an outstanding record of research accomplishments as evidenced by publications in major peer-reviewed journals. Preference will be given to applicants who are in the early stages of their research careers; only non-tenured applicants will be considered. Candidates in any area of biomedical, translational and behavioral research are invited to apply. Appointees may be U.S. citizens, resident aliens or non-resident aliens with, or eligible to obtain, a valid employment-authorization visa.
That's it—no long list of scientific specialties or techniques. Applications are accepted between 1 August and 1 October through an online system. Applicants submit a curriculum vitae, a 3-page research plan, and a 1-page vision statement outlining their research's potential impact on human health. The applicants must be early-career scientists, meaning they cannot yet have achieved tenure. Bennett says that the majority of applicants are postdocs. In the 4 years that the program has existed, it has averaged about 600 applicants per year.
An NIH committee reviews the applications and invites 10% to 15% of the strongest applicants to deliver a seminar explaining their work at NIH's main campus in Bethesda, Maryland. After the seminar, some are chosen to meet and interview with institute directors. Subcommittees made up of representatives from various NIH institutes attend applicants' seminars, as do interested parties from across NIH.
Directors within the various institutes and centers then decide whether to offer a tenure-track position to any of the scientists they've interviewed. If an institute lacks the resources to hire a promising candidate, two or more institutes can combine resources to make a single joint hire. Between 2009 and 2011, NIH hired 28 Stadtman Investigators. Those odds aren't bad when you consider that a single tenure-track opening in academia typically also receives hundreds of applications. Data aren't available yet for the 2012 class, as a few hiring decisions have yet to be finalized.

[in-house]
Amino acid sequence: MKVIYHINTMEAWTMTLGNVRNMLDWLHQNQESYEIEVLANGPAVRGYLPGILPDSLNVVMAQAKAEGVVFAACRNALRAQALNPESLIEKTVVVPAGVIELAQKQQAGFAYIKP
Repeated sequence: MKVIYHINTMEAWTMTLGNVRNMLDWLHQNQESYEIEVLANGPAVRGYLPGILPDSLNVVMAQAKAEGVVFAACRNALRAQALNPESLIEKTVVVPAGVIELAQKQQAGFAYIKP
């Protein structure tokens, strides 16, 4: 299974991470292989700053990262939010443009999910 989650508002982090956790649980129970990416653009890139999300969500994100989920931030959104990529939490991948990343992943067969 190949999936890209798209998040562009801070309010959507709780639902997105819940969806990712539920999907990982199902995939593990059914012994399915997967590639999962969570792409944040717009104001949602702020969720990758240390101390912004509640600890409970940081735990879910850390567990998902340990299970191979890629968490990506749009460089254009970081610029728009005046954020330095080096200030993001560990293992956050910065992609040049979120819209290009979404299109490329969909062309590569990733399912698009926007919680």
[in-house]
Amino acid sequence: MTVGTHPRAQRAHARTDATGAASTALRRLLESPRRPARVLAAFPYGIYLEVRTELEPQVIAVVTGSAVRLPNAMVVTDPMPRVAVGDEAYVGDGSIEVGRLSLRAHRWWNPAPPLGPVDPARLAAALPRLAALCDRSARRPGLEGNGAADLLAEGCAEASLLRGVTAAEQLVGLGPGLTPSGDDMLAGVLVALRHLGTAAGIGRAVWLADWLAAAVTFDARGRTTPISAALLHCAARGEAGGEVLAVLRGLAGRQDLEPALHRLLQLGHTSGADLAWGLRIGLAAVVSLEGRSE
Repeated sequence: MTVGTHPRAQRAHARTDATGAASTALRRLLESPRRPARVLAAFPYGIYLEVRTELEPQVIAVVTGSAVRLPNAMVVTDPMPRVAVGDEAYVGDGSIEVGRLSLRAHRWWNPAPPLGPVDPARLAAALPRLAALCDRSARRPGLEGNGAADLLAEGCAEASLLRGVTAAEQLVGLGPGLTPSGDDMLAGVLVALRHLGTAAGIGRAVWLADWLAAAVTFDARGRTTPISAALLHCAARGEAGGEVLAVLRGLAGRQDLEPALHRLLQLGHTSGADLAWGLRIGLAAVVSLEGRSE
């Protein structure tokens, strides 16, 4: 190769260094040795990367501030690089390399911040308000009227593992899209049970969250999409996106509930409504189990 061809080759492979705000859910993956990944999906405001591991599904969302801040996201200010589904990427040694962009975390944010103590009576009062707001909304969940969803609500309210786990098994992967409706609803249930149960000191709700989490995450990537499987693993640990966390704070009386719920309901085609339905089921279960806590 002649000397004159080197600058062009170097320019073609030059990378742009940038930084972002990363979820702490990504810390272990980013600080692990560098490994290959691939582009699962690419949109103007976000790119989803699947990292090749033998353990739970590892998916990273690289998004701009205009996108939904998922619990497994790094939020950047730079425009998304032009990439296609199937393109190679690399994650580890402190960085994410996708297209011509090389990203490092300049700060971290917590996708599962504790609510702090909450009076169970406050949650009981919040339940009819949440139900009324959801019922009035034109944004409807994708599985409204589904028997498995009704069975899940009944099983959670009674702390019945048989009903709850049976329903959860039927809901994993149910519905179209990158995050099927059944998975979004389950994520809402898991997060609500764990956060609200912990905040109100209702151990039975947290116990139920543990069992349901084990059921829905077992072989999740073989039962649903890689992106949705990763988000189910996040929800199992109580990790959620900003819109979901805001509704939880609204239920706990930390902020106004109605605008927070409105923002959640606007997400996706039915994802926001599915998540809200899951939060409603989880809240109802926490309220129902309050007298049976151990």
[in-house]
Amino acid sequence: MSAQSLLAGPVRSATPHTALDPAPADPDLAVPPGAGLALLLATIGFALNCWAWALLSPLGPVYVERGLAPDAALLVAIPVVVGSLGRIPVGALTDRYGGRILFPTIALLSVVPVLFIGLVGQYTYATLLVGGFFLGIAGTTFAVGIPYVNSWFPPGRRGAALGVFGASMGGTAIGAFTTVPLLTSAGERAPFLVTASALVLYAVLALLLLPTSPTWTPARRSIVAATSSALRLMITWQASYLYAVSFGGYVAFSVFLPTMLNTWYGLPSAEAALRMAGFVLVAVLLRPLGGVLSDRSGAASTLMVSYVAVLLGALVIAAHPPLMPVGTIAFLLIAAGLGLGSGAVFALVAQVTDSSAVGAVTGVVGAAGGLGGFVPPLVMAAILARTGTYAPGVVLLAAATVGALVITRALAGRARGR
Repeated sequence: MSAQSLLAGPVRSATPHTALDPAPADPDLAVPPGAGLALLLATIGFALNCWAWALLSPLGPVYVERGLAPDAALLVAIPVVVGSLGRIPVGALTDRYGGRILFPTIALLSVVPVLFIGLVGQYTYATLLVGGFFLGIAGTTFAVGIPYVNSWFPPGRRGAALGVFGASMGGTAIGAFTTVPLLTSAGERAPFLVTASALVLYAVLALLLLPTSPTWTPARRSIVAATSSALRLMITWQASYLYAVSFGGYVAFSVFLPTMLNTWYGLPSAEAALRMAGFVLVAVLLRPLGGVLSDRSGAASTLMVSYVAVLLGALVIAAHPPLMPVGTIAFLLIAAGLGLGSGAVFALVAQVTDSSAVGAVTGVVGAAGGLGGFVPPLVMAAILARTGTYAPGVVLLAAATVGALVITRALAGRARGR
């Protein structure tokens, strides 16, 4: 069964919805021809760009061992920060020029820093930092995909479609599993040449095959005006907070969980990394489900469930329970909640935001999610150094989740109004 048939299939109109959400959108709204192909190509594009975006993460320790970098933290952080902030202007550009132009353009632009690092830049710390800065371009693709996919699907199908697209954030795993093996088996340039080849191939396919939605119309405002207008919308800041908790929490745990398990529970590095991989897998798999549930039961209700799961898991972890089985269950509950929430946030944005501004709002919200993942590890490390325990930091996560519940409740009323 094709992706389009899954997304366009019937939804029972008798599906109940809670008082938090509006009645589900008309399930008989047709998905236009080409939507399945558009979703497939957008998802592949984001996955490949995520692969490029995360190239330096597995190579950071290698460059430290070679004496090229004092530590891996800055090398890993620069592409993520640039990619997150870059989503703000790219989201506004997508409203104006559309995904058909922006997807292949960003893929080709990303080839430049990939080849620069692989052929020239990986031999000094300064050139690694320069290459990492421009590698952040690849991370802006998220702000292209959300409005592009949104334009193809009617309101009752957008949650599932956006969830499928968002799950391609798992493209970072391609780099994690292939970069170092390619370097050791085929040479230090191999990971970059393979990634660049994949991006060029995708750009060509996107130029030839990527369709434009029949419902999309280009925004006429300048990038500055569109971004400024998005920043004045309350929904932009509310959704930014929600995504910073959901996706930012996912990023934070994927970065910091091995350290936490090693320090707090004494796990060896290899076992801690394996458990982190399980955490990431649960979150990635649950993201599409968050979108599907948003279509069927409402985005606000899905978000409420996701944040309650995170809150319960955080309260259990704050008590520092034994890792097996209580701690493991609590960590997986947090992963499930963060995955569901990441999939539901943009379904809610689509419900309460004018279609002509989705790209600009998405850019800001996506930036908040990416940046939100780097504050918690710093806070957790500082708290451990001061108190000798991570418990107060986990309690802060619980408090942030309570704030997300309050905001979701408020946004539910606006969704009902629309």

Harbison delivered her seminar in December 2010 on a genome-wide association study of sleep that she was doing with the common fruit fly, Drosophila melanogaster. In the audience were Bennett and Alan Michelson, associate director for basic research at NHLBI. "They were very enthusiastic about my research and, as a result, I was invited to interview for a position at National Heart, Lung, and Blood," Harbison says.
Bennett says that scientific directors have been surprised by the caliber of talent they see and find some way to hire these scientists, whether they technically have room on their staff or not. "In all years that we've done this, we've had scientific directors say 'We're not hiring,' and then they come across a candidate, or somebody in their program comes across a candidate, and then the next thing you know they're reconfiguring resources … to make this work," she says. "They didn't know they were looking for somebody until they found them."
Harbison began working in her lab in January of 2012. She says she has been very pleased with the experience so far. "You can find basically anybody who has a level of expertise in just about any subject you'd want," Harbison says. That's good for a scientist like her whose research interests span several disciplines, she adds. But that breadth comes at no cost in depth: There's no shortage of colleagues and resources directly related to her core work. For example, she attends meetings with a Drosophila interest group and also a Drosophila neurobiology interest group.
The Stadtman Investigator search process, Bennett says, primes scientists to fit in well at NIH because the seminars and interviews in the hiring process expose them to a much wider array of prospective colleagues and collaborators than a targeted search would do. "By the time they finish the process … they're pretty well connected to different people across the NIH," she says. "There's sort of this community that they've participated in building."